IDSA: Recent Antibiotic Use a Risk for MRSA Infection

Second study finds MRSA the cause of 17 percent of necrotizing fasciitis cases

FRIDAY, Oct. 13 (HealthDay News) -- Recent antibiotic use is associated with a greater risk of community-associated methicillin-resistant Staphylococcus aureus (MRSA), according to research presented during the 44th annual meeting of the Infectious Diseases Society of America in Toronto. What's more, a second study found that MRSA was the cause of 17 percent of cases of necrotizing fasciitis.

Kathryn Como-Sabetti, M.P.H., of the Minnesota Department of Health and Children's Hospitals and Clinics of Minnesota in Minneapolis, and colleagues compared community-associated MRSA cases that occurred in three Minnesota hospitals between 2000 and 2003 with cases of methicillin-sensitive S. aureus infection in the same hospitals.

The researchers found methicillin-resistant infections were more common in patients who had used antibiotics in the previous six months, shared towels and had a history of skin abscesses or family members with a history of skin abscesses. The infection was also associated with socioeconomic factors such as low income and less education, and non-white race.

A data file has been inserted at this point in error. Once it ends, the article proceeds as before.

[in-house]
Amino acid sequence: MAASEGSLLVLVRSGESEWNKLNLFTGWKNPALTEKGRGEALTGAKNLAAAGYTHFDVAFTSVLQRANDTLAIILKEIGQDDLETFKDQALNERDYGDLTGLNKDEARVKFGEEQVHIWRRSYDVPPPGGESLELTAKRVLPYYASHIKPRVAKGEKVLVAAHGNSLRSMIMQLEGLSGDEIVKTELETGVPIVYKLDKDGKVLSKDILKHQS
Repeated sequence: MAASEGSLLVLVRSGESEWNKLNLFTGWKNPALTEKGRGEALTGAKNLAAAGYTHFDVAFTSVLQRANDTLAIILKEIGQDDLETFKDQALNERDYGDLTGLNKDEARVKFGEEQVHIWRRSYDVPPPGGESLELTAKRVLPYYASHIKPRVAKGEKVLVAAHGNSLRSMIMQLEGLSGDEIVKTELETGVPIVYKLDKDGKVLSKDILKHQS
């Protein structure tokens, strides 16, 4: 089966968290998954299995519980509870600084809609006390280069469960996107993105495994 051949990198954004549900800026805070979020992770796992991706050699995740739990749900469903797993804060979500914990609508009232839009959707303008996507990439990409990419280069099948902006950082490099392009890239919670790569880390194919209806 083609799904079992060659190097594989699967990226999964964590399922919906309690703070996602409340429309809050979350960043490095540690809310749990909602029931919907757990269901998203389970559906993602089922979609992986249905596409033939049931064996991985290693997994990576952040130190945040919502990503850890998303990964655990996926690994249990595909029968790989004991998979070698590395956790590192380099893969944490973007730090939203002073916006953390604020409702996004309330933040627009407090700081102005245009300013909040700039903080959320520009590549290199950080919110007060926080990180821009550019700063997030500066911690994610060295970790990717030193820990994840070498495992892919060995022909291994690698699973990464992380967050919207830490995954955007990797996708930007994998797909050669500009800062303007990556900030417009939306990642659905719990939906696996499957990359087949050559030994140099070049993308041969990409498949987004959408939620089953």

"Health care providers and the public should be educated regarding the risks of antimicrobial-resistant infections and the importance of judicious antibiotic use," the authors write.

In a related study, Lisa S. Young, M.D., of the University of Colorado at Denver, and colleagues found that in 30 cases of necrotizing fasciitis that occurred from 2004-2006, five were due to community-acquired MRSA. "Community-acquired MRSA is an important cause of necrotizing fasciitis in our region, accounting for more than 15 percent of necrotizing fasciitis," the authors write.


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